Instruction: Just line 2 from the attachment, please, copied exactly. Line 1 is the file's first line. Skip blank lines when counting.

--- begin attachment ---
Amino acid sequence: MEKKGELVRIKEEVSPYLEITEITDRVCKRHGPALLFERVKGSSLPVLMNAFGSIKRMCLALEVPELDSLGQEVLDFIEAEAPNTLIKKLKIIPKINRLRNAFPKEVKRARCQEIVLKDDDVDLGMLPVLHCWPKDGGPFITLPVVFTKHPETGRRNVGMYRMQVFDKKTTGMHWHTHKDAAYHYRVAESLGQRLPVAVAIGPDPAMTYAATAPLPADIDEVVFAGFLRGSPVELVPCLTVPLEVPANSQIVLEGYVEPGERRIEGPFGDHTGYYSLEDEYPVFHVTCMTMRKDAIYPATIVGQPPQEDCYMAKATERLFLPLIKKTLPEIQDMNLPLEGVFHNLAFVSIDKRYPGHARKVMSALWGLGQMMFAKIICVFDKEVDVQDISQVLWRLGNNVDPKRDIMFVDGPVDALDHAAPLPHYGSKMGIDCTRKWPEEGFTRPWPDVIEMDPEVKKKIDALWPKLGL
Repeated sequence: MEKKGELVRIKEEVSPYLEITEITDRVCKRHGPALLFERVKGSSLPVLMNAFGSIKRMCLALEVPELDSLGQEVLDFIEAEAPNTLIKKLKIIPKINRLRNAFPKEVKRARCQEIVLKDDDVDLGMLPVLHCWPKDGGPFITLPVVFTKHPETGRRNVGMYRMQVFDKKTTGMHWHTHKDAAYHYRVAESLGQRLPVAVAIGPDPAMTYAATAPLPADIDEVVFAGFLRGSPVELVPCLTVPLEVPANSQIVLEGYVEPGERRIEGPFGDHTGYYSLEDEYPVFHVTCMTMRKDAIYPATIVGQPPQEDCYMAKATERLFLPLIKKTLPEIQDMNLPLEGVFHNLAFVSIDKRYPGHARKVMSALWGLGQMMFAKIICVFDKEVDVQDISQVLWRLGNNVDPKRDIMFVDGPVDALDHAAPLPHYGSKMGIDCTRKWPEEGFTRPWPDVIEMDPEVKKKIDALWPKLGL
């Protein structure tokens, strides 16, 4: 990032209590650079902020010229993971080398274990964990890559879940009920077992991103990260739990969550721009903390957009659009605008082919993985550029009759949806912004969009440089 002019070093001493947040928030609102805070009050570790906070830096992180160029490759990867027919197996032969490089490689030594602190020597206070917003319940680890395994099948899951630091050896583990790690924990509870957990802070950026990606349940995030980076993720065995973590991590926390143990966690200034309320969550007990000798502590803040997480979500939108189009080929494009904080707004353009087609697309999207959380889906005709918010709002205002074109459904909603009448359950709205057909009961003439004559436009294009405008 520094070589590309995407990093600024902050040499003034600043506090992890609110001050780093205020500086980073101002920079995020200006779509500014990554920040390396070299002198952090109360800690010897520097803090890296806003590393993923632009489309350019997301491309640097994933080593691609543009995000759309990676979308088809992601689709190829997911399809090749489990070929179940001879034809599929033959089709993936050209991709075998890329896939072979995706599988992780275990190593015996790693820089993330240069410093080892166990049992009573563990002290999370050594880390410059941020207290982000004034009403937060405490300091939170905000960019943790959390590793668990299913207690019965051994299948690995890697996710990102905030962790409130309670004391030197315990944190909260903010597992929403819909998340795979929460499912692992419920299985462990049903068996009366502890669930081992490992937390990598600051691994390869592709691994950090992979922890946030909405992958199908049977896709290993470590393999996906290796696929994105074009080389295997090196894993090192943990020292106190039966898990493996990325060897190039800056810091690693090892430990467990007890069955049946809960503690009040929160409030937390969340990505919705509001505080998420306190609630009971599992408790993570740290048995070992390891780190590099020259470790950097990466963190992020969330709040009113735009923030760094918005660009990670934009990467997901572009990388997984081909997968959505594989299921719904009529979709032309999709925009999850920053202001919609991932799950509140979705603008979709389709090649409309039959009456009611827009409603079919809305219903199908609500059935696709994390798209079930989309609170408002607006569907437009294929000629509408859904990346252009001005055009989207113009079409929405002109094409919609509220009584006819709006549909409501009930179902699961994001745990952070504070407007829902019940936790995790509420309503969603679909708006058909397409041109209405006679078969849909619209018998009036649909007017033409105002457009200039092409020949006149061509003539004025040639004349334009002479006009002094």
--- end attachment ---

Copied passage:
Repeated sequence: MEKKGELVRIKEEVSPYLEITEITDRVCKRHGPALLFERVKGSSLPVLMNAFGSIKRMCLALEVPELDSLGQEVLDFIEAEAPNTLIKKLKIIPKINRLRNAFPKEVKRARCQEIVLKDDDVDLGMLPVLHCWPKDGGPFITLPVVFTKHPETGRRNVGMYRMQVFDKKTTGMHWHTHKDAAYHYRVAESLGQRLPVAVAIGPDPAMTYAATAPLPADIDEVVFAGFLRGSPVELVPCLTVPLEVPANSQIVLEGYVEPGERRIEGPFGDHTGYYSLEDEYPVFHVTCMTMRKDAIYPATIVGQPPQEDCYMAKATERLFLPLIKKTLPEIQDMNLPLEGVFHNLAFVSIDKRYPGHARKVMSALWGLGQMMFAKIICVFDKEVDVQDISQVLWRLGNNVDPKRDIMFVDGPVDALDHAAPLPHYGSKMGIDCTRKWPEEGFTRPWPDVIEMDPEVKKKIDALWPKLGL